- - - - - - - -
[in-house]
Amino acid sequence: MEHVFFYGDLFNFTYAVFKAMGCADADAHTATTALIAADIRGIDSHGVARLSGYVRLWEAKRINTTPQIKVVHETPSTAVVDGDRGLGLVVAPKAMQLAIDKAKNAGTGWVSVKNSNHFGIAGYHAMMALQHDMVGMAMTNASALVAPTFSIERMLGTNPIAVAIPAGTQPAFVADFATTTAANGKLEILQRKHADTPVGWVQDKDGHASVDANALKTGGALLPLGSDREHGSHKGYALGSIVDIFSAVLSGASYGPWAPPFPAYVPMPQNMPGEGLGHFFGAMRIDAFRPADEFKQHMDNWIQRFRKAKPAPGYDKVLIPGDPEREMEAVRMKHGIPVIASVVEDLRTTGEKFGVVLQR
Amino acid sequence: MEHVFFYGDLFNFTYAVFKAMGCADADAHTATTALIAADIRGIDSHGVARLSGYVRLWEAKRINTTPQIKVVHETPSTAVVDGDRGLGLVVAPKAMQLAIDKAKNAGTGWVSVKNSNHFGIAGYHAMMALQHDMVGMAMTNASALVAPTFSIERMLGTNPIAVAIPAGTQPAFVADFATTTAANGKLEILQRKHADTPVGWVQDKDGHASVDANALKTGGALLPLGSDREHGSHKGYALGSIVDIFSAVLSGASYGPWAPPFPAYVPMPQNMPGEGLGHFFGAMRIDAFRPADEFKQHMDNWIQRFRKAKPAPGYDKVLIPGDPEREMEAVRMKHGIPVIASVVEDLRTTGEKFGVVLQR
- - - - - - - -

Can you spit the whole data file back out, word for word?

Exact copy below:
[in-house]
Amino acid sequence: MEHVFFYGDLFNFTYAVFKAMGCADADAHTATTALIAADIRGIDSHGVARLSGYVRLWEAKRINTTPQIKVVHETPSTAVVDGDRGLGLVVAPKAMQLAIDKAKNAGTGWVSVKNSNHFGIAGYHAMMALQHDMVGMAMTNASALVAPTFSIERMLGTNPIAVAIPAGTQPAFVADFATTTAANGKLEILQRKHADTPVGWVQDKDGHASVDANALKTGGALLPLGSDREHGSHKGYALGSIVDIFSAVLSGASYGPWAPPFPAYVPMPQNMPGEGLGHFFGAMRIDAFRPADEFKQHMDNWIQRFRKAKPAPGYDKVLIPGDPEREMEAVRMKHGIPVIASVVEDLRTTGEKFGVVLQR
Amino acid sequence: MEHVFFYGDLFNFTYAVFKAMGCADADAHTATTALIAADIRGIDSHGVARLSGYVRLWEAKRINTTPQIKVVHETPSTAVVDGDRGLGLVVAPKAMQLAIDKAKNAGTGWVSVKNSNHFGIAGYHAMMALQHDMVGMAMTNASALVAPTFSIERMLGTNPIAVAIPAGTQPAFVADFATTTAANGKLEILQRKHADTPVGWVQDKDGHASVDANALKTGGALLPLGSDREHGSHKGYALGSIVDIFSAVLSGASYGPWAPPFPAYVPMPQNMPGEGLGHFFGAMRIDAFRPADEFKQHMDNWIQRFRKAKPAPGYDKVLIPGDPEREMEAVRMKHGIPVIASVVEDLRTTGEKFGVVLQR